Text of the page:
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Fixing our annual taxation complication irritation

Published:
By Tom Jackson

Tom Jackson’s “The Right Stuff” blog updates throughout the week at TBO.com.

Tax Day came and went last week with its traditional panicked flurry for which most of us are ill-equipped and resentful. If the deadline has a redeeming quality, it’s as a reminder that we fund the federal government using a system that is hopelessly, needlessly and aggressively complicated, opaque, cumbersome, punishing and worse.

At the same time it relies on Americans to be truthful about their income and deductions, the code’s daunting weight combined with the likelihood that — with so many returns pouring in — we won’t be caught encourages us to fudge. It’s perverse incentives run wild.

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Rent-seekers among solar activists

Published:
By Tom Jackson

Two things are becoming increasingly clear about the so-called “grassroots” coalition pushing a constitutional amendment to expand solar energy in Florida. The first is commendable. The other, not so much.

The commendable portion: They’re not going away. They’re determined, organized, energized and committed. Good for them. Getting a potential amendment on the ballot is a heavy lift not for summer soldiers or the faint of heart.

If only they were as interested in being truthful about what they propose. Instead, they hide their agenda, as you would expect from anyone seeking special status in the law.

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Rubio’s evergreen relevance

Published:
By Tom Jackson

Washington Post columnist E.J. Dionne has a bone to pick with Marco Rubio, the newly minted Republican presidential candidate from Miami. Evidently, Dionne considers Rubio some sort of political Dorian Gray, a fellow who presents a fresh face to the public that disguises a portrait of antique thinking stashed in some secret garret.

But this is not Dionne’s first rodeo — he was around when John Kennedy originated, presumably, the passing of the torch to a new generation — and he’s seen through to the ancient heart of Rubio’s spruced-up pitch.

And while Rubio casts himself as an innovative thinker, it’s quite hard to distinguish between what he’s saying and what [Ronald] Reagan ran on 35 years ago. In his announcement, Rubio spoke with compassion about “small-business owners who are left to struggle under the weight of more taxes, more regulation and more government.” Nothing new there. He spoke of “our leaders . . . taxing and borrowing and regulating like it’s 1999.” Change “1999” to “1979” and that could be the Gipper talking.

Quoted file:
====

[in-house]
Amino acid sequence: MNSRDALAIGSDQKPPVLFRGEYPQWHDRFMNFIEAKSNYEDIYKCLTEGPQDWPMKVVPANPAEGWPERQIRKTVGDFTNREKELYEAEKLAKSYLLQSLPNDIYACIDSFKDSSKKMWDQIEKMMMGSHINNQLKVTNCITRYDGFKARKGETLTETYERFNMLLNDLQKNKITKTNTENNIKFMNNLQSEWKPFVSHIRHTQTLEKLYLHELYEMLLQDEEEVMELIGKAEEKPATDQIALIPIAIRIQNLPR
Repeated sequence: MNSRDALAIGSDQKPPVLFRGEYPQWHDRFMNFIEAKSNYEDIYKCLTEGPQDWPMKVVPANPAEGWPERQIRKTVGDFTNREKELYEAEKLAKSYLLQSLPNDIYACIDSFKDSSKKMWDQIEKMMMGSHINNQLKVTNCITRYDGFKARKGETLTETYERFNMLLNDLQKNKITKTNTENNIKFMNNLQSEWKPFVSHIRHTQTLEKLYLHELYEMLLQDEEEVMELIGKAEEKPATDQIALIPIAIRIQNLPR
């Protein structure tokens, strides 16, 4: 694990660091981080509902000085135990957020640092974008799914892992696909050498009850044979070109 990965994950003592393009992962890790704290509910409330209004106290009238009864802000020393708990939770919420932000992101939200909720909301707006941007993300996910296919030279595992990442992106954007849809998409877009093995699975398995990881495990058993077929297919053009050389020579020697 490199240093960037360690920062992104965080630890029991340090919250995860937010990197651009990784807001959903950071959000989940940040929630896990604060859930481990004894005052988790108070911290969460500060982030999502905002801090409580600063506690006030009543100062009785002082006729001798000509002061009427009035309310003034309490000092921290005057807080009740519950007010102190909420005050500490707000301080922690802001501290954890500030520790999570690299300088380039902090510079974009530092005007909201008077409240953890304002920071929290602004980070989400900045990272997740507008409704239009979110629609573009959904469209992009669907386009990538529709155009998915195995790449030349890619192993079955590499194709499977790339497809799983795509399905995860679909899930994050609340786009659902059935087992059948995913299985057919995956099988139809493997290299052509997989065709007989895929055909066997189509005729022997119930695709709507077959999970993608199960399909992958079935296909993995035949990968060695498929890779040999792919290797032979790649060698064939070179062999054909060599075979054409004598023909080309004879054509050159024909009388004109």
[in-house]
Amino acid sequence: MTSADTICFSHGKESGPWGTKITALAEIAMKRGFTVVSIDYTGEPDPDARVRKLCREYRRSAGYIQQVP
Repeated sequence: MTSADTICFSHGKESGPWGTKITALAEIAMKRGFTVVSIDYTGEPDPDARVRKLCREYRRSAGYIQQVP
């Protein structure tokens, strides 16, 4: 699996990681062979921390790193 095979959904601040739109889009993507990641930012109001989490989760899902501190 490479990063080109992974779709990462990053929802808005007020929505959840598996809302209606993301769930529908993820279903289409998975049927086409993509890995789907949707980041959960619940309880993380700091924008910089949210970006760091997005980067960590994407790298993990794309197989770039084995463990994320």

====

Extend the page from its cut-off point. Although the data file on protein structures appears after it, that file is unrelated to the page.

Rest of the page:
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The Taxation Complication Irritation

Published:
By Tom Jackson

Tax Day is a timely reminder that our system of funding the federal government is hopelessly and needlessly complicated, opaque, cumbersome, punishing and worse.

At the same time it relies on Americans to be truthful about their income and deductions, the code’s daunting weight combined with the likelihood that — with so many returns pouring in — we won’t be caught encourages us to fudge.

Add complaints (possibly legitimate) from the IRS itself that requests for service outstrip overburdened agents’ ability to provide information and advice, plus the annual roundup of “experts” supplying widely varying interpretations of a single hypothetical tax situation, and you begin to appreciate our national, bipartisan frustration.

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Clinton: Outlaw anonymity

Published:
By Tom Jackson

As if there weren’t already reasons enough to resist Hillary Clinton’s White House aspirations, along comes this on Day Two of her campaign, when the Mystery Machine rolled into Monticello, Iowa:

Hillary Rodham Clinton is calling for changes to the nation’s campaign finance system, saying ... Tuesday that she would support a constitutional amendment if that’s what it takes to fix what she called a “dysfunctional” system.

Holding her first official campaign event at Kirkwood Community College in rural Monticello, Clinton identified campaign finance reform as one of several pillars of her 2016 presidential campaign.